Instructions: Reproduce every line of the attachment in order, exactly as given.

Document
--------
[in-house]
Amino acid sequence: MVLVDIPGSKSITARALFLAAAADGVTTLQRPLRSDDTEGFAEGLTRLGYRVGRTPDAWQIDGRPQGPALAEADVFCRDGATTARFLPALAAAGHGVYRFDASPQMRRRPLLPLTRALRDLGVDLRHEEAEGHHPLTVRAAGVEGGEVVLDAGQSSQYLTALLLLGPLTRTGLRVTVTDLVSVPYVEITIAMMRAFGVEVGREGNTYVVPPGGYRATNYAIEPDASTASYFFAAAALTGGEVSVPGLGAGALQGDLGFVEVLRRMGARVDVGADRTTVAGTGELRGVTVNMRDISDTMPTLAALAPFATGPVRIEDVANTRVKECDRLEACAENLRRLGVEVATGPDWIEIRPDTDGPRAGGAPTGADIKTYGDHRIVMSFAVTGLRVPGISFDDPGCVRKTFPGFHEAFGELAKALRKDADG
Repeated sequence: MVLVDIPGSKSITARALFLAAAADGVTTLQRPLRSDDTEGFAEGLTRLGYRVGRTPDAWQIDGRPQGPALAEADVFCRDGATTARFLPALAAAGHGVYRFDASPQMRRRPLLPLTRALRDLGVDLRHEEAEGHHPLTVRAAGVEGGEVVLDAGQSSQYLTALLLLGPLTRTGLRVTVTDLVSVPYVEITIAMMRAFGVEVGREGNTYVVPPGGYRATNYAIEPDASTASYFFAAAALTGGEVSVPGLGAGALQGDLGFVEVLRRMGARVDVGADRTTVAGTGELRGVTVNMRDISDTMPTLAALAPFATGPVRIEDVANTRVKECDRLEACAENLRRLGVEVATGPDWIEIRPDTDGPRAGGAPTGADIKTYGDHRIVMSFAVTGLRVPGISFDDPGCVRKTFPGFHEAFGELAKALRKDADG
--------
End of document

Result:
[in-house]
Amino acid sequence: MVLVDIPGSKSITARALFLAAAADGVTTLQRPLRSDDTEGFAEGLTRLGYRVGRTPDAWQIDGRPQGPALAEADVFCRDGATTARFLPALAAAGHGVYRFDASPQMRRRPLLPLTRALRDLGVDLRHEEAEGHHPLTVRAAGVEGGEVVLDAGQSSQYLTALLLLGPLTRTGLRVTVTDLVSVPYVEITIAMMRAFGVEVGREGNTYVVPPGGYRATNYAIEPDASTASYFFAAAALTGGEVSVPGLGAGALQGDLGFVEVLRRMGARVDVGADRTTVAGTGELRGVTVNMRDISDTMPTLAALAPFATGPVRIEDVANTRVKECDRLEACAENLRRLGVEVATGPDWIEIRPDTDGPRAGGAPTGADIKTYGDHRIVMSFAVTGLRVPGISFDDPGCVRKTFPGFHEAFGELAKALRKDADG
Repeated sequence: MVLVDIPGSKSITARALFLAAAADGVTTLQRPLRSDDTEGFAEGLTRLGYRVGRTPDAWQIDGRPQGPALAEADVFCRDGATTARFLPALAAAGHGVYRFDASPQMRRRPLLPLTRALRDLGVDLRHEEAEGHHPLTVRAAGVEGGEVVLDAGQSSQYLTALLLLGPLTRTGLRVTVTDLVSVPYVEITIAMMRAFGVEVGREGNTYVVPPGGYRATNYAIEPDASTASYFFAAAALTGGEVSVPGLGAGALQGDLGFVEVLRRMGARVDVGADRTTVAGTGELRGVTVNMRDISDTMPTLAALAPFATGPVRIEDVANTRVKECDRLEACAENLRRLGVEVATGPDWIEIRPDTDGPRAGGAPTGADIKTYGDHRIVMSFAVTGLRVPGISFDDPGCVRKTFPGFHEAFGELAKALRKDADG